On occasion, a fact pattern will arise in a tort action where a concurrent omission by two negligent defendants has brought about a situation causing injury to an innocent plaintiff. When this happens, the element of causation must be carefully analyzed because it is possible that both defendants could be exonerated, leaving the plaintiff without redress. The purpose of this note is to demonstrate how the academics and the courts choose to deal with concurrent omissions that prevent an innocent plaintiff from meeting the burden of proof on causation. Providing insight into how these situations could best be handled in the future relies on the foundation of policy concerns that arise in the context of concurrent omission cases. Whether to exonerate one negligent defendant because another individual has also acted negligently in the same set of circumstances is ultimately a question of policy.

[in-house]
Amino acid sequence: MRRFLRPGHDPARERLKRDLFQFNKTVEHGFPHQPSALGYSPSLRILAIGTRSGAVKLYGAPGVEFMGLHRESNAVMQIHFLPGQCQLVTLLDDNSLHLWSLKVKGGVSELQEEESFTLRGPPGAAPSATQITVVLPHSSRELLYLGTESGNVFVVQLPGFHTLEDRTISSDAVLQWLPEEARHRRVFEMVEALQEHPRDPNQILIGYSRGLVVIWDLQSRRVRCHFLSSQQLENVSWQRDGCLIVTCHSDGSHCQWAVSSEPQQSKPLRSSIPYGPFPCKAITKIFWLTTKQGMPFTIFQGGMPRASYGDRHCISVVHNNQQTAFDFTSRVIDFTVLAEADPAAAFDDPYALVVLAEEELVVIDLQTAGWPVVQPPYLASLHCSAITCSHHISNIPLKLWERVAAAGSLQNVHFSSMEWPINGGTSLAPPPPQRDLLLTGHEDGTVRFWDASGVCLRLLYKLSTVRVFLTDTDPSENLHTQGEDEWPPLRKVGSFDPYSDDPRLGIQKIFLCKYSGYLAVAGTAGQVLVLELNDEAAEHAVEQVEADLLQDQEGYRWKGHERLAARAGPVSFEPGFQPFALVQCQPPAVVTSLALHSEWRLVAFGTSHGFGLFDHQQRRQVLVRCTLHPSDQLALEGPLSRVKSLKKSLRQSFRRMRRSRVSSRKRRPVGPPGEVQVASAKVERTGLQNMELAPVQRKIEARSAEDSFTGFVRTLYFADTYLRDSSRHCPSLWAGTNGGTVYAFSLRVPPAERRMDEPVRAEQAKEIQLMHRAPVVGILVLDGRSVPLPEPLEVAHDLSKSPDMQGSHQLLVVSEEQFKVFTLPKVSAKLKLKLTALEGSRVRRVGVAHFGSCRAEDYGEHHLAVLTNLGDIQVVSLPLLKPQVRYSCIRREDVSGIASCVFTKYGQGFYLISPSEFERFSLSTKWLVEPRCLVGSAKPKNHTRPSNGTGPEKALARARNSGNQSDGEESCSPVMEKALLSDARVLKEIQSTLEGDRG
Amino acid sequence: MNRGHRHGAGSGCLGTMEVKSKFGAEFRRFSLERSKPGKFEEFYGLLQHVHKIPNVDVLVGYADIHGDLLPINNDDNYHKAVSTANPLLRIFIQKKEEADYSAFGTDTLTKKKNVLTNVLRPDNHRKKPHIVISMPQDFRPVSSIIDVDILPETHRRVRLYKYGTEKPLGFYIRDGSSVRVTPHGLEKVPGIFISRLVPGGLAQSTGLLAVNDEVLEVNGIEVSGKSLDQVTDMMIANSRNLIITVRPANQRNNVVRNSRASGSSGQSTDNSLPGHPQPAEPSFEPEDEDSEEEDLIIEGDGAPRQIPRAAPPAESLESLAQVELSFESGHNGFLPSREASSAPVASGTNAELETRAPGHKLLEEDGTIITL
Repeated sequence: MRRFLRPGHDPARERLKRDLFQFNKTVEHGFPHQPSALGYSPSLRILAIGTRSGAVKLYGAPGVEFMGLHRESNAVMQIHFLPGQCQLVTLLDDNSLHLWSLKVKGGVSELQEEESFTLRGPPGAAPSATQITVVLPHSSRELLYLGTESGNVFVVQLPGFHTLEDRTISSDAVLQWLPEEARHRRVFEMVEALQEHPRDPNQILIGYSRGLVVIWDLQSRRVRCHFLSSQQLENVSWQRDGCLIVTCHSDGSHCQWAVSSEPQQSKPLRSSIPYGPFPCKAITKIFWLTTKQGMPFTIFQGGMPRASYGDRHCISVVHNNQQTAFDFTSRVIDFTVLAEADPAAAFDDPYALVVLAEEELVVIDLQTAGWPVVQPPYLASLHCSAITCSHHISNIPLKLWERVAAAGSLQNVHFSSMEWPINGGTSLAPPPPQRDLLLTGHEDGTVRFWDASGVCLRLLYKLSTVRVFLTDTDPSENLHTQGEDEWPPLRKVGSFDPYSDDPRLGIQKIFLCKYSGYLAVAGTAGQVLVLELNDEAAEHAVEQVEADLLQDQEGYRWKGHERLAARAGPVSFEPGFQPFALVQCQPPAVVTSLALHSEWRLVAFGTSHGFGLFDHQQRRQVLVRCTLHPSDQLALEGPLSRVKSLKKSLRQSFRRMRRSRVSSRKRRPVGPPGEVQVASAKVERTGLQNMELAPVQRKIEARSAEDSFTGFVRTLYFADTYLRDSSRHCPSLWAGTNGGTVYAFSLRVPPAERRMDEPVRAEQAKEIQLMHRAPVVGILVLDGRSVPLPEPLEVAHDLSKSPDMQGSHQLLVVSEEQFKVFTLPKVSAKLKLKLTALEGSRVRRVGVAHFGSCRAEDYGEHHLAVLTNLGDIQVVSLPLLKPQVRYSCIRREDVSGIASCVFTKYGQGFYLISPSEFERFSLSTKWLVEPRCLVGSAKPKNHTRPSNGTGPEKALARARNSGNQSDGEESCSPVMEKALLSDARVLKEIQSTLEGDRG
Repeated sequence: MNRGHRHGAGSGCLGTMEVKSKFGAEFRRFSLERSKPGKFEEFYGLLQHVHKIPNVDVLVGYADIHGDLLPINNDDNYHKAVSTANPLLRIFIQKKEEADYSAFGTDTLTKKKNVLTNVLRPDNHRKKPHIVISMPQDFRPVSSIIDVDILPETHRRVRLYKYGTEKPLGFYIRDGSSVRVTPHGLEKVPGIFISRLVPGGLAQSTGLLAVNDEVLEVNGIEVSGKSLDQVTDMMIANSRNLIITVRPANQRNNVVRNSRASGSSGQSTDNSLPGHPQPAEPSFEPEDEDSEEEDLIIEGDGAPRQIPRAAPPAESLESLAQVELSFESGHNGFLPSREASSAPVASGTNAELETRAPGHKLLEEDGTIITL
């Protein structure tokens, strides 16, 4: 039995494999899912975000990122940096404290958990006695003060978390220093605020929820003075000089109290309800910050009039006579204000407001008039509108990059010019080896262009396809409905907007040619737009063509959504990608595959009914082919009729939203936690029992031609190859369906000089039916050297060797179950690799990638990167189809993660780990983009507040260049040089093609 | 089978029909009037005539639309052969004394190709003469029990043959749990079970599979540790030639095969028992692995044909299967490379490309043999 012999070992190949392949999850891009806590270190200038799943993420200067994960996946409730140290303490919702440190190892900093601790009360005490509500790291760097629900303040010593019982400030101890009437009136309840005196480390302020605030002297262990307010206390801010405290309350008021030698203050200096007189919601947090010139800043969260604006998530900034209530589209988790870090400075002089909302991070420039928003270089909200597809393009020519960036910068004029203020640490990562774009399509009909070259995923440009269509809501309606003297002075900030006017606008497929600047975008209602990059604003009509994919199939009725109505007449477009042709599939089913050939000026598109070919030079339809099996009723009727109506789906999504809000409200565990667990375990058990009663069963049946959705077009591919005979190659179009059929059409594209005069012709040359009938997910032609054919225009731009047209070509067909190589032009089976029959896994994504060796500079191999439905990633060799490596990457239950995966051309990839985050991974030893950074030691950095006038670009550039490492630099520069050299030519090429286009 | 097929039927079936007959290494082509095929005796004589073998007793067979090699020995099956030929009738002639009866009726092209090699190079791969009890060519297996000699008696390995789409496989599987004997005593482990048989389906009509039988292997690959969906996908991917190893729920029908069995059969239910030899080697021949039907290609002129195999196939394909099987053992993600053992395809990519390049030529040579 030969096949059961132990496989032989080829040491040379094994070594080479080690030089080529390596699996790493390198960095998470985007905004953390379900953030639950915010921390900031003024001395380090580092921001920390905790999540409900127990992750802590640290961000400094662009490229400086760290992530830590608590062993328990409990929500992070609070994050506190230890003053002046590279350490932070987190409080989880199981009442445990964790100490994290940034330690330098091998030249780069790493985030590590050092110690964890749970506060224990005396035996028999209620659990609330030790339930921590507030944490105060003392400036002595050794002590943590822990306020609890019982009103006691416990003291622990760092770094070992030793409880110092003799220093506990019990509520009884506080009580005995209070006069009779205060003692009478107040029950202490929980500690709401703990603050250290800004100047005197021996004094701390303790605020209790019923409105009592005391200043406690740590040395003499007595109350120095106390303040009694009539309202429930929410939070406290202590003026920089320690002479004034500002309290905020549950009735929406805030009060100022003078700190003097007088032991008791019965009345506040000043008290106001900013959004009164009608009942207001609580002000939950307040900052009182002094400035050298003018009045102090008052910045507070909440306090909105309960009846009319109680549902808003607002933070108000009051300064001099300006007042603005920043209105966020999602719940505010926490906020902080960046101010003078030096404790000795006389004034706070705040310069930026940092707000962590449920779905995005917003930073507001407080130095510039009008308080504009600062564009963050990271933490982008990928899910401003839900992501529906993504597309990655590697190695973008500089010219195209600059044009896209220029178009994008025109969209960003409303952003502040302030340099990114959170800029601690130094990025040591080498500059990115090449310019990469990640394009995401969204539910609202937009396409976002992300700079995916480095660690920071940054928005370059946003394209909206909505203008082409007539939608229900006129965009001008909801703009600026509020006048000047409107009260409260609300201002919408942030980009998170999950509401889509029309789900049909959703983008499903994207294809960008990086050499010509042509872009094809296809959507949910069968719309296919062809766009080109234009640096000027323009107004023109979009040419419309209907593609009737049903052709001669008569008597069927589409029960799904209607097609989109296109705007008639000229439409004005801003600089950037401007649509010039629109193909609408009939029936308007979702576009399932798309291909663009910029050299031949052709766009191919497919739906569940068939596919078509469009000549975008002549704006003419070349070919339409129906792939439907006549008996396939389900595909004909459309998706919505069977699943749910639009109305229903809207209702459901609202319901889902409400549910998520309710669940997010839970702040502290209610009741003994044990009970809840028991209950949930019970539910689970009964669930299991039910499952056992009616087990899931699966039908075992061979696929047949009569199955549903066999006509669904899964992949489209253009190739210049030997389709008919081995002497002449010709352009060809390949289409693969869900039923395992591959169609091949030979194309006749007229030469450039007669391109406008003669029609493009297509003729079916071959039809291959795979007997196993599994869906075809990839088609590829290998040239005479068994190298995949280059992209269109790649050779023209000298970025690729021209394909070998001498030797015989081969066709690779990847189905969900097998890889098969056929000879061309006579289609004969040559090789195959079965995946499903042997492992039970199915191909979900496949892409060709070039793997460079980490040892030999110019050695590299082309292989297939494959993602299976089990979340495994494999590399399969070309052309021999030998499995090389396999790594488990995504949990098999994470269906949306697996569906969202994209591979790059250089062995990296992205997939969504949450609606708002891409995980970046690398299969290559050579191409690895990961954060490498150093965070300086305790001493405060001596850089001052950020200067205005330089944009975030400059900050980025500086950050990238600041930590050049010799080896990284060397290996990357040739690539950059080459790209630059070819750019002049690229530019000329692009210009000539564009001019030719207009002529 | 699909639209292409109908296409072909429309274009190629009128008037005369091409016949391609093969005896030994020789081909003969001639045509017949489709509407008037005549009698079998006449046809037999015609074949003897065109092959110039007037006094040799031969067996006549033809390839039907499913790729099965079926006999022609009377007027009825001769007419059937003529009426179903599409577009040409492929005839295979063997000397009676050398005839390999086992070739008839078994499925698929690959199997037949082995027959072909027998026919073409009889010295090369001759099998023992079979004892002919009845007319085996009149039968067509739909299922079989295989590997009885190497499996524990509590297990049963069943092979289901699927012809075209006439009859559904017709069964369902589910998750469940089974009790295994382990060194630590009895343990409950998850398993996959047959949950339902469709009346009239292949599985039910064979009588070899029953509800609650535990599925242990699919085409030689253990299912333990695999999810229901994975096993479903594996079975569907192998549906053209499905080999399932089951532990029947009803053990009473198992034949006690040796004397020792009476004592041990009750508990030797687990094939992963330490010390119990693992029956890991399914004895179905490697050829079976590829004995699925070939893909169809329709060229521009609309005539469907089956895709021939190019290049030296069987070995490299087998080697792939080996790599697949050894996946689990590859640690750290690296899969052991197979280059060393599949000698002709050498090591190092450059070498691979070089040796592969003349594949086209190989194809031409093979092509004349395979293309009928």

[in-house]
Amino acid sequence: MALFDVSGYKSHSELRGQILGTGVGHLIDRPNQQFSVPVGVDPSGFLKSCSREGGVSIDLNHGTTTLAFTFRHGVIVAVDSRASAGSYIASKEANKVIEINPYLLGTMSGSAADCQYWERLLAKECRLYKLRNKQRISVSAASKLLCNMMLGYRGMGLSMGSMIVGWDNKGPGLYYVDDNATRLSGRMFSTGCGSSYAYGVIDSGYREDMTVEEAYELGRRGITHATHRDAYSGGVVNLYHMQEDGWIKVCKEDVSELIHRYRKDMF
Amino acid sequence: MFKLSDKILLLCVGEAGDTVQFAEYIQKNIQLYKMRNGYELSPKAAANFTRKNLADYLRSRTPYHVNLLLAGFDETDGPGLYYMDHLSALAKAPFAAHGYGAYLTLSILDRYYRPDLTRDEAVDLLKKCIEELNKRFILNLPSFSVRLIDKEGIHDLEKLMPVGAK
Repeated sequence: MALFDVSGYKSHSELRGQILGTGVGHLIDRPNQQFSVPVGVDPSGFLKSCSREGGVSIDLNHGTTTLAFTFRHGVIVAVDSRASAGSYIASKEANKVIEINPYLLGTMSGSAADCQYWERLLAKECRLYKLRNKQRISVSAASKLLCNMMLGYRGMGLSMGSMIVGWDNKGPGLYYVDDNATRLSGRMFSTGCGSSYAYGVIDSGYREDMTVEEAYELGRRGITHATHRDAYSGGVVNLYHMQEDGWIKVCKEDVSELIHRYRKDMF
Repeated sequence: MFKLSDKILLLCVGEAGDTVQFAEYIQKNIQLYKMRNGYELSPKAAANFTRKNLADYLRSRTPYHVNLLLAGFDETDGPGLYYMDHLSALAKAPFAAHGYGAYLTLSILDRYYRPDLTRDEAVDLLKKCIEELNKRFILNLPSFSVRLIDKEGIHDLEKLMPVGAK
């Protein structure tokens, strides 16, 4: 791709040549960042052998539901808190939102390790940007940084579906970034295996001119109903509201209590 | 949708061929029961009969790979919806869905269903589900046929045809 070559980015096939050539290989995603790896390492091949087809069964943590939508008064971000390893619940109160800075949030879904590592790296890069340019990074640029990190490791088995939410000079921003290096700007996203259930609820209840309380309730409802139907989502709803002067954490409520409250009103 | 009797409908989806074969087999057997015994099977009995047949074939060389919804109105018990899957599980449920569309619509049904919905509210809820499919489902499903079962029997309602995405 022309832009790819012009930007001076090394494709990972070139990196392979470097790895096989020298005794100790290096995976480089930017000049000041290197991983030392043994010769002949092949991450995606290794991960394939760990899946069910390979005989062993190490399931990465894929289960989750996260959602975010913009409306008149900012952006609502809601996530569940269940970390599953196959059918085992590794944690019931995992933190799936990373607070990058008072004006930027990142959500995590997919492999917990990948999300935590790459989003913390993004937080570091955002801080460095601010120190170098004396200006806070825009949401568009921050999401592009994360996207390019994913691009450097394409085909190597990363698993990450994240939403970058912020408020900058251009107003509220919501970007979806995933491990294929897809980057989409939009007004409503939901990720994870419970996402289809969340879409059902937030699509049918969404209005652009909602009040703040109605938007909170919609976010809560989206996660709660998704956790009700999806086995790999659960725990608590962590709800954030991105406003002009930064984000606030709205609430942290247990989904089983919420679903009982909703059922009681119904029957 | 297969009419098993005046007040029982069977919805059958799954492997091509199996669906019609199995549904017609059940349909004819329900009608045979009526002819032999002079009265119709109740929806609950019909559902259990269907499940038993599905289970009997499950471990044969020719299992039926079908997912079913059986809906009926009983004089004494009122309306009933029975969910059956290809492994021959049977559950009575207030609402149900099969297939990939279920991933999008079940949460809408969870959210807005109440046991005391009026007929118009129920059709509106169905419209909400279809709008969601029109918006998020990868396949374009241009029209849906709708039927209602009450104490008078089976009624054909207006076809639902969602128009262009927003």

Amy J. Vyhlidal,
Concurrent Omission: How Should Liability be Allocated? Haag v. Bongers, 256 Neb. 170, 589 N.W.2d 318 (1999),
78 Neb. L. Rev.
Available at: http://digitalcommons.unl.edu/nlr/vol78/iss4/11